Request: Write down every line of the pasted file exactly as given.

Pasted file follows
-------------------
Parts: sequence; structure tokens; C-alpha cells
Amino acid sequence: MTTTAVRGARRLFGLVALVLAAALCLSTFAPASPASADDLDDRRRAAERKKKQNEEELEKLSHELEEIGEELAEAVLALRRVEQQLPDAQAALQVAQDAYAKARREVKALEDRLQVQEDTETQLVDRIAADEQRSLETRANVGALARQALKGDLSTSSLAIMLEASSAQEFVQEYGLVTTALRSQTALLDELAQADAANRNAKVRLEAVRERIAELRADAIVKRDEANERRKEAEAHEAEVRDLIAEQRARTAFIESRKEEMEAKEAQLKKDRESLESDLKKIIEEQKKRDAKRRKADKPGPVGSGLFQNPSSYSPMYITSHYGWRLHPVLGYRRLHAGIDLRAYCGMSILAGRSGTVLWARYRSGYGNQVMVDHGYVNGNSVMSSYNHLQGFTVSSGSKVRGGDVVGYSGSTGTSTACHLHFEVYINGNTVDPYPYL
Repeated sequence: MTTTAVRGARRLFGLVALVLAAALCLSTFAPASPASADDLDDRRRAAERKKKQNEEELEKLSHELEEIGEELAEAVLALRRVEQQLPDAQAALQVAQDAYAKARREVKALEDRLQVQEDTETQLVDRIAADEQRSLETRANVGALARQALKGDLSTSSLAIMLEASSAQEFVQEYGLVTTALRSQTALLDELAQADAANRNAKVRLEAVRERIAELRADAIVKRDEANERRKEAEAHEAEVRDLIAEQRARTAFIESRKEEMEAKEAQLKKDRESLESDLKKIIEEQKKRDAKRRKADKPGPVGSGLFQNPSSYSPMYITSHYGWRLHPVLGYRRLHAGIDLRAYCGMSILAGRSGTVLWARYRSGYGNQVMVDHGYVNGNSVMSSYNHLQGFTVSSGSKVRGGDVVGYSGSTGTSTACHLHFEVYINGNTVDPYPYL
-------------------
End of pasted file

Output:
Parts: sequence; structure tokens; C-alpha cells
Amino acid sequence: MTTTAVRGARRLFGLVALVLAAALCLSTFAPASPASADDLDDRRRAAERKKKQNEEELEKLSHELEEIGEELAEAVLALRRVEQQLPDAQAALQVAQDAYAKARREVKALEDRLQVQEDTETQLVDRIAADEQRSLETRANVGALARQALKGDLSTSSLAIMLEASSAQEFVQEYGLVTTALRSQTALLDELAQADAANRNAKVRLEAVRERIAELRADAIVKRDEANERRKEAEAHEAEVRDLIAEQRARTAFIESRKEEMEAKEAQLKKDRESLESDLKKIIEEQKKRDAKRRKADKPGPVGSGLFQNPSSYSPMYITSHYGWRLHPVLGYRRLHAGIDLRAYCGMSILAGRSGTVLWARYRSGYGNQVMVDHGYVNGNSVMSSYNHLQGFTVSSGSKVRGGDVVGYSGSTGTSTACHLHFEVYINGNTVDPYPYL
Repeated sequence: MTTTAVRGARRLFGLVALVLAAALCLSTFAPASPASADDLDDRRRAAERKKKQNEEELEKLSHELEEIGEELAEAVLALRRVEQQLPDAQAALQVAQDAYAKARREVKALEDRLQVQEDTETQLVDRIAADEQRSLETRANVGALARQALKGDLSTSSLAIMLEASSAQEFVQEYGLVTTALRSQTALLDELAQADAANRNAKVRLEAVRERIAELRADAIVKRDEANERRKEAEAHEAEVRDLIAEQRARTAFIESRKEEMEAKEAQLKKDRESLESDLKKIIEEQKKRDAKRRKADKPGPVGSGLFQNPSSYSPMYITSHYGWRLHPVLGYRRLHAGIDLRAYCGMSILAGRSGTVLWARYRSGYGNQVMVDHGYVNGNSVMSSYNHLQGFTVSSGSKVRGGDVVGYSGSTGTSTACHLHFEVYINGNTVDPYPYL